Improved Recombinant Protein Production
Tech ID: 11361 / UC Case 1993-185-0
While ease of genetic manipulation has traditionally favored the use of bacteria for commercial-scale production of recombinant proteins, differences between prokaryotes and eukaryotes in their post-translational protein processing and the difficulties of recovering and purifying proteins from bacteria has spurred interest in using plants as an alternative. However, the high cost and low yield of recombinant proteins produced in plants, and, in some systems, the further difficulties with post-translational protein processing, contamination, and/or purification have slowed the progress of producing therapeutic and other beneficial proteins in plants.
Researchers working at the University of California have developed a family of inventions that offer commercially-viable plant systems for the expression, secretion, and recovery of recombinant proteins. In contrast to previously-used plant systems, the UC systems employ alpha amylase promoters and signal peptide sequences that allow for more precise control of expression and much higher ultimate yields. These UC inventions include:
- Rice DNA sequences that can be used for metabolically-regulated or hormonally-regulated recombinant protein expression and secretion from germinating seeds;
- Additional rice DNA sequences that allow for regulated recombinant protein expression in plant cells in response to sugar depletion or deprivation;
- Rice signal peptide DNA sequences that can be used for secretion of recombinant proteins from monocotyledonous plants and cell cultures; and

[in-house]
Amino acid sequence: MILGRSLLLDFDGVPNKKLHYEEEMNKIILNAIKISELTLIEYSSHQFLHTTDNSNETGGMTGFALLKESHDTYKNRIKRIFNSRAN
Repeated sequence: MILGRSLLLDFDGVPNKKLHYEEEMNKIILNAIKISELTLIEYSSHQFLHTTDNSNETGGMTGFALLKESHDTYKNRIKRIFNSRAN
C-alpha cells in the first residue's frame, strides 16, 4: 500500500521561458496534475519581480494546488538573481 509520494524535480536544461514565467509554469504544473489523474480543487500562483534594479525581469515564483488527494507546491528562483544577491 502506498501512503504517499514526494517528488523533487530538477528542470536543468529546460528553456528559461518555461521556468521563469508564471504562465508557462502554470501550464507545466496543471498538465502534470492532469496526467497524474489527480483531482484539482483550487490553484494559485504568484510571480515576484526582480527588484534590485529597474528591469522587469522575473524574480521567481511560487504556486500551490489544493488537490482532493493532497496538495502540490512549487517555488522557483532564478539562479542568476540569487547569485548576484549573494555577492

- Sugar-beet DNA sequences that can be used for expression of recombinant proteins in dicotyledonous plants and cell cultures.
Additional Patented Technologies from this Inventor
UC Case No. 1998-287, "DNA Sequences Capable of Expressing Foreign Proteins and Metabolites in Dicotyledonous Plants and Cell Culture"
- U.S. Patent 7,045,681 issued on 16 May, 2006
UC Case No. 1997-229, "Sugar-Regulatory Sequences in Alpha-Amylase Genes"
- U.S. Patent 6,919,493 issued on 19 Jul, 2005
- U.S. Patent 6,680,425 issued on 20 Jan, 2004
- U.S. Patent 6,048,973 issued on 11 Apr, 2000
UC Case No. 2002-416, "Production of Mature Proteins in Plants"
- U.S. Patent 6,066,781 issued on 23 May, 2000
The DNA sequences of these inventions will likely find wide application in the high-yield expression and/or secretion of recombinant eukaryotic proteins from plants, and may be particularly valuable as an alternative to bacterial and mammalian cell culture systems in the production of commercially-important therapeutic proteins.
- Alpha amylase promoters offer regulated, high-yield protein expression in plant cells;
- Proteins can be secreted either from germinating seeds or from cells present in a culture medium;
- Recombinant protein production using these inventions offers significantly lower fermentation and recovery costs as compared to mammalian cell cultures;
- Production of recombinant proteins in monocotyledonous cell culture is a closed and highly contained system; and
- Recombinant protein products are correctly glycosylated and do not display many of the other post-translational processing and contamination problems that plague other protein expression systems.
|United States Of America||Issued Patent||5,693,506||12/02/1997||1993-185|
- Rodriguez, Raymond L.
1993-185-0, 2002-416-1, 2002-416-2, 1998-287-1, 1997-229-1, 1997-229-2, 1997-229-3, 1997-229-4
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